“Earlier, the President proposed to adopt a law on the parliamentary opposition to guarantee parties with the least votes to provide certain positions in the parliament. The parties with the fewest votes will be given the various committee chair positions so they would have a certain impact,” said Karin.

He noted that parties that will designate themselves as the opposition party will have the right to сall for parliamentary hearings, schedule the government hours, and propose topics for the next discussions.

“This is the first time we have an opposition party in the party race,” said Karin. “The National Social Democratic Party did not participate and boycotted the previous parliamentary election. But this time, they decided to take part, which is another fact that makes this election different,” said Karin.

A notable change in this election will be a 30 percent quota for women, youth, and persons with disabilities both in the party lists and during the distribution of mandates.

In 2020, a norm was introduced that obliged political parties to ensure at least 30 percent of people in their party lists are women and youth, which was applied for the first time in the 2021 election.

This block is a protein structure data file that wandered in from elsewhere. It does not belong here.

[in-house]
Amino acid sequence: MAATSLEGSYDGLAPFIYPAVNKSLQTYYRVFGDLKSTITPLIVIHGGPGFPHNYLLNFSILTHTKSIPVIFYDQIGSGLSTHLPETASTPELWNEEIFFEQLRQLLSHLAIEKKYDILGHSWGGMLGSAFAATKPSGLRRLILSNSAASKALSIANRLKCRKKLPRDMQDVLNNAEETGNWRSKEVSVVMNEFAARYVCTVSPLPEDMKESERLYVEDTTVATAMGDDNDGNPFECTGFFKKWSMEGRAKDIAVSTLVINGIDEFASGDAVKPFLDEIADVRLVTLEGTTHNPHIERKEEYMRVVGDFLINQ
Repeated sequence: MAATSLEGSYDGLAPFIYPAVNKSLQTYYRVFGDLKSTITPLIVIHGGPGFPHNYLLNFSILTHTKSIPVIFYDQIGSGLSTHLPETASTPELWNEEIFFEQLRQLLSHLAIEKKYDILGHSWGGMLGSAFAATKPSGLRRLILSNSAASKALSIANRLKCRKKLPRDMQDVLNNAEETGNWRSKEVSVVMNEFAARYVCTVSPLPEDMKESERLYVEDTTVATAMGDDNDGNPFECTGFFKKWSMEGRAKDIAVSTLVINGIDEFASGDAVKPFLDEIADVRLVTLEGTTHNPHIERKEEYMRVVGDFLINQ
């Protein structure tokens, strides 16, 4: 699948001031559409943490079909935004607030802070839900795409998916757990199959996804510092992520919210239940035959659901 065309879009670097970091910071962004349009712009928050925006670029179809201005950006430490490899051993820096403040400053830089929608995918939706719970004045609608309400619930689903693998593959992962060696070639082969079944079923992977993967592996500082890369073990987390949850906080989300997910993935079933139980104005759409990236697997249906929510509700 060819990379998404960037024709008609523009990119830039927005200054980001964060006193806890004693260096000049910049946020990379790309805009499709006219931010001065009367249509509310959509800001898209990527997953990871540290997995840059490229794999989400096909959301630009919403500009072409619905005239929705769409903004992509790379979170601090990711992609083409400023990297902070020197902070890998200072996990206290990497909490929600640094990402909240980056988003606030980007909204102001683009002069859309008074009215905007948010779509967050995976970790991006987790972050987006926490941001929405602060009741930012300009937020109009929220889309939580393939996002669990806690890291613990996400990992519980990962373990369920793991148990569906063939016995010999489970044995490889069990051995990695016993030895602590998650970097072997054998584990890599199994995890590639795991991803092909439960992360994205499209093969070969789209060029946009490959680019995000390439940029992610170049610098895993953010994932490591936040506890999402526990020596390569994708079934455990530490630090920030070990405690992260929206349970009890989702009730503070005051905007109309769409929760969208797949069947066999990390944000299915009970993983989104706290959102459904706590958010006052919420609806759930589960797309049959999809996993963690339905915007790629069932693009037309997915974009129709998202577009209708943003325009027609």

Last year the President proposed to introduce an obligatory quota that would apply to the distribution of seats as well.

“We have looked at the previous elections and the composition of all maslikhats [the local representative bodies], and it turned out that the proportion of women was only around three percent. The proportion of young people was even smaller, accounting for around 0.08 percent,” said Karin. 

“We have quite a young country, there are many active young citizens. Most of the parties seemed to always advocate for gender equality, talking about supporting women and youth, but in practice, they [women and youth] did not get access to the tribunes of the maslikhats and in Parliament,” said Karin.

“Before the elections, parties would include women and young people in their lists, but after they won the seats, the quota was not respected,” he said. “Now a party, if it gets a certain number of votes and gets into the maslikhat or the parliament, it will have to comply with [30 percent] quota in the distribution of mandates.”.